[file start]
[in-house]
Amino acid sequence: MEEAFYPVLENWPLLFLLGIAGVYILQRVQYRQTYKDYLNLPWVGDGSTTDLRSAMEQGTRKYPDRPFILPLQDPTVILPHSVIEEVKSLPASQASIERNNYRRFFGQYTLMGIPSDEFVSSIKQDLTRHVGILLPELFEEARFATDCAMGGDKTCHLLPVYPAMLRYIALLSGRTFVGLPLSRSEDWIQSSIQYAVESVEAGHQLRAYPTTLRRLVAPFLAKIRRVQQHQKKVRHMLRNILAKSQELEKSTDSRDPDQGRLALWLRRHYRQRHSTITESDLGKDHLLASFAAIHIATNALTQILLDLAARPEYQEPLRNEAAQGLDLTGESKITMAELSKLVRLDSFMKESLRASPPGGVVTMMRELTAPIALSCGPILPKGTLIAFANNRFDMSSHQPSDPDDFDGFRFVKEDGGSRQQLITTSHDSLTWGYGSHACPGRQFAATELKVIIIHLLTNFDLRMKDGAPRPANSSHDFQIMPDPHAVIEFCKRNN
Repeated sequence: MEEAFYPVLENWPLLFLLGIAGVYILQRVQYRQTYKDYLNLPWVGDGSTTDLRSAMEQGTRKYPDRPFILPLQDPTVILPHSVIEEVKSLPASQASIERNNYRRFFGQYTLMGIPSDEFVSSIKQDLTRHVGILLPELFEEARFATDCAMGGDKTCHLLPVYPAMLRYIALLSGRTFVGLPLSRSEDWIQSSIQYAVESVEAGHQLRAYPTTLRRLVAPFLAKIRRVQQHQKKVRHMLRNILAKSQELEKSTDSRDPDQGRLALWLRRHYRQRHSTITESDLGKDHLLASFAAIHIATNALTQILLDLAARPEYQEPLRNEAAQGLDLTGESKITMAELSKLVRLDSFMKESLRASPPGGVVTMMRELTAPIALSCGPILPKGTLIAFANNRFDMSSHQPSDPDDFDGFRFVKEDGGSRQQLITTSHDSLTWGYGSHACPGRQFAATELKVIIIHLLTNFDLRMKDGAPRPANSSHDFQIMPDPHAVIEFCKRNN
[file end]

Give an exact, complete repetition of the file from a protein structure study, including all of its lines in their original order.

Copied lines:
[in-house]
Amino acid sequence: MEEAFYPVLENWPLLFLLGIAGVYILQRVQYRQTYKDYLNLPWVGDGSTTDLRSAMEQGTRKYPDRPFILPLQDPTVILPHSVIEEVKSLPASQASIERNNYRRFFGQYTLMGIPSDEFVSSIKQDLTRHVGILLPELFEEARFATDCAMGGDKTCHLLPVYPAMLRYIALLSGRTFVGLPLSRSEDWIQSSIQYAVESVEAGHQLRAYPTTLRRLVAPFLAKIRRVQQHQKKVRHMLRNILAKSQELEKSTDSRDPDQGRLALWLRRHYRQRHSTITESDLGKDHLLASFAAIHIATNALTQILLDLAARPEYQEPLRNEAAQGLDLTGESKITMAELSKLVRLDSFMKESLRASPPGGVVTMMRELTAPIALSCGPILPKGTLIAFANNRFDMSSHQPSDPDDFDGFRFVKEDGGSRQQLITTSHDSLTWGYGSHACPGRQFAATELKVIIIHLLTNFDLRMKDGAPRPANSSHDFQIMPDPHAVIEFCKRNN
Repeated sequence: MEEAFYPVLENWPLLFLLGIAGVYILQRVQYRQTYKDYLNLPWVGDGSTTDLRSAMEQGTRKYPDRPFILPLQDPTVILPHSVIEEVKSLPASQASIERNNYRRFFGQYTLMGIPSDEFVSSIKQDLTRHVGILLPELFEEARFATDCAMGGDKTCHLLPVYPAMLRYIALLSGRTFVGLPLSRSEDWIQSSIQYAVESVEAGHQLRAYPTTLRRLVAPFLAKIRRVQQHQKKVRHMLRNILAKSQELEKSTDSRDPDQGRLALWLRRHYRQRHSTITESDLGKDHLLASFAAIHIATNALTQILLDLAARPEYQEPLRNEAAQGLDLTGESKITMAELSKLVRLDSFMKESLRASPPGGVVTMMRELTAPIALSCGPILPKGTLIAFANNRFDMSSHQPSDPDDFDGFRFVKEDGGSRQQLITTSHDSLTWGYGSHACPGRQFAATELKVIIIHLLTNFDLRMKDGAPRPANSSHDFQIMPDPHAVIEFCKRNN